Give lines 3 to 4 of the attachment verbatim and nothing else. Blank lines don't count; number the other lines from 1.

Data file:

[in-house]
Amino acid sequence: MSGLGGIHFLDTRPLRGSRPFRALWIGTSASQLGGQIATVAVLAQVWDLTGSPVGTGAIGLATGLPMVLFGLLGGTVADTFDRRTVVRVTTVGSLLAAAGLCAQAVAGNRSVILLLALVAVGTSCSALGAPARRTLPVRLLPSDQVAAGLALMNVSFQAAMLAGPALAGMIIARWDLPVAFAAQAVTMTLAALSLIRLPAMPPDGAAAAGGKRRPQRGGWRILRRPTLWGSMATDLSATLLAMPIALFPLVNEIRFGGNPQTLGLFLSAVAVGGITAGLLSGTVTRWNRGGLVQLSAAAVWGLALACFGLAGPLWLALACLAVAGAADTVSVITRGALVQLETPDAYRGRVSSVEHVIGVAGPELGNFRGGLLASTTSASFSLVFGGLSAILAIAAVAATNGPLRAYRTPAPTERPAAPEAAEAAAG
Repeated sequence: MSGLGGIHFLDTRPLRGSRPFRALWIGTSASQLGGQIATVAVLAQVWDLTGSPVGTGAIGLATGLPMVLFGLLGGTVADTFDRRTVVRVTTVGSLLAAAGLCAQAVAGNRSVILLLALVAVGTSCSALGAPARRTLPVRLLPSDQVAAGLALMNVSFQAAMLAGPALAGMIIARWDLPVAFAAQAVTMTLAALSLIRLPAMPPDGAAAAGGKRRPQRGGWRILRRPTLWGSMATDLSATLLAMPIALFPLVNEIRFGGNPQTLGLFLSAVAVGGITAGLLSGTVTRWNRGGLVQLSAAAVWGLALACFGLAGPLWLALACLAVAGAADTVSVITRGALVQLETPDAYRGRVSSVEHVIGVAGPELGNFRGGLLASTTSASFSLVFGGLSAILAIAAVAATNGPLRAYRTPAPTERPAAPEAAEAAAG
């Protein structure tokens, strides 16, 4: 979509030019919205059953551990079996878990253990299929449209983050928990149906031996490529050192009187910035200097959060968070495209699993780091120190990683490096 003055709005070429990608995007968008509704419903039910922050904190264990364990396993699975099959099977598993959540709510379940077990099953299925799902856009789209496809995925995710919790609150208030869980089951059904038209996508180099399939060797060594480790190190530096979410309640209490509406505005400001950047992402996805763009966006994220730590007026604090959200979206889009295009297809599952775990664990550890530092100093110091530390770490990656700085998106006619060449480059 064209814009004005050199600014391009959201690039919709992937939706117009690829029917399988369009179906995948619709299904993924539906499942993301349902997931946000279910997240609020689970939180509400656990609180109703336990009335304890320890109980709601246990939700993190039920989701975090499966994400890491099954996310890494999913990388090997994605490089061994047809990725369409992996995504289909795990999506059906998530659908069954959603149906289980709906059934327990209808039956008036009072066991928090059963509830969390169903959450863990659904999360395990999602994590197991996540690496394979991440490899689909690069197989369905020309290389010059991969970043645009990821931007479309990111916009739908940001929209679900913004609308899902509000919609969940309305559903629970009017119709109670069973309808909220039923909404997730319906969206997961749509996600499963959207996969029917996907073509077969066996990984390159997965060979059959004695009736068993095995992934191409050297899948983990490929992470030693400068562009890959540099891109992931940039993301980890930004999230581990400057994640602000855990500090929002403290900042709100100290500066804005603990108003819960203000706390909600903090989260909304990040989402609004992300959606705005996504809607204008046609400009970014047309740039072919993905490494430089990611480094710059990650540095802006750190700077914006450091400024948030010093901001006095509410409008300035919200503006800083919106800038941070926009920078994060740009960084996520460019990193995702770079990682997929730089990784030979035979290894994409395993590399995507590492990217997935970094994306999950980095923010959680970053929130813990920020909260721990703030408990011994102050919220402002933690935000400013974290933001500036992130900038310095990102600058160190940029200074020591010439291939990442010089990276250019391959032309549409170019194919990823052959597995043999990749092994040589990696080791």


Repeated sequence: MSGLGGIHFLDTRPLRGSRPFRALWIGTSASQLGGQIATVAVLAQVWDLTGSPVGTGAIGLATGLPMVLFGLLGGTVADTFDRRTVVRVTTVGSLLAAAGLCAQAVAGNRSVILLLALVAVGTSCSALGAPARRTLPVRLLPSDQVAAGLALMNVSFQAAMLAGPALAGMIIARWDLPVAFAAQAVTMTLAALSLIRLPAMPPDGAAAAGGKRRPQRGGWRILRRPTLWGSMATDLSATLLAMPIALFPLVNEIRFGGNPQTLGLFLSAVAVGGITAGLLSGTVTRWNRGGLVQLSAAAVWGLALACFGLAGPLWLALACLAVAGAADTVSVITRGALVQLETPDAYRGRVSSVEHVIGVAGPELGNFRGGLLASTTSASFSLVFGGLSAILAIAAVAATNGPLRAYRTPAPTERPAAPEAAEAAAG
């Protein structure tokens, strides 16, 4: 979509030019919205059953551990079996878990253990299929449209983050928990149906031996490529050192009187910035200097959060968070495209699993780091120190990683490096 003055709005070429990608995007968008509704419903039910922050904190264990364990396993699975099959099977598993959540709510379940077990099953299925799902856009789209496809995925995710919790609150208030869980089951059904038209996508180099399939060797060594480790190190530096979410309640209490509406505005400001950047992402996805763009966006994220730590007026604090959200979206889009295009297809599952775990664990550890530092100093110091530390770490990656700085998106006619060449480059 064209814009004005050199600014391009959201690039919709992937939706117009690829029917399988369009179906995948619709299904993924539906499942993301349902997931946000279910997240609020689970939180509400656990609180109703336990009335304890320890109980709601246990939700993190039920989701975090499966994400890491099954996310890494999913990388090997994605490089061994047809990725369409992996995504289909795990999506059906998530659908069954959603149906289980709906059934327990209808039956008036009072066991928090059963509830969390169903959450863990659904999360395990999602994590197991996540690496394979991440490899689909690069197989369905020309290389010059991969970043645009990821931007479309990111916009739908940001929209679900913004609308899902509000919609969940309305559903629970009017119709109670069973309808909220039923909404997730319906969206997961749509996600499963959207996969029917996907073509077969066996990984390159997965060979059959004695009736068993095995992934191409050297899948983990490929992470030693400068562009890959540099891109992931940039993301980890930004999230581990400057994640602000855990500090929002403290900042709100100290500066804005603990108003819960203000706390909600903090989260909304990040989402609004992300959606705005996504809607204008046609400009970014047309740039072919993905490494430089990611480094710059990650540095802006750190700077914006450091400024948030010093901001006095509410409008300035919200503006800083919106800038941070926009920078994060740009960084996520460019990193995702770079990682997929730089990784030979035979290894994409395993590399995507590492990217997935970094994306999950980095923010959680970053929130813990920020909260721990703030408990011994102050919220402002933690935000400013974290933001500036992130900038310095990102600058160190940029200074020591010439291939990442010089990276250019391959032309549409170019194919990823052959597995043999990749092994040589990696080791």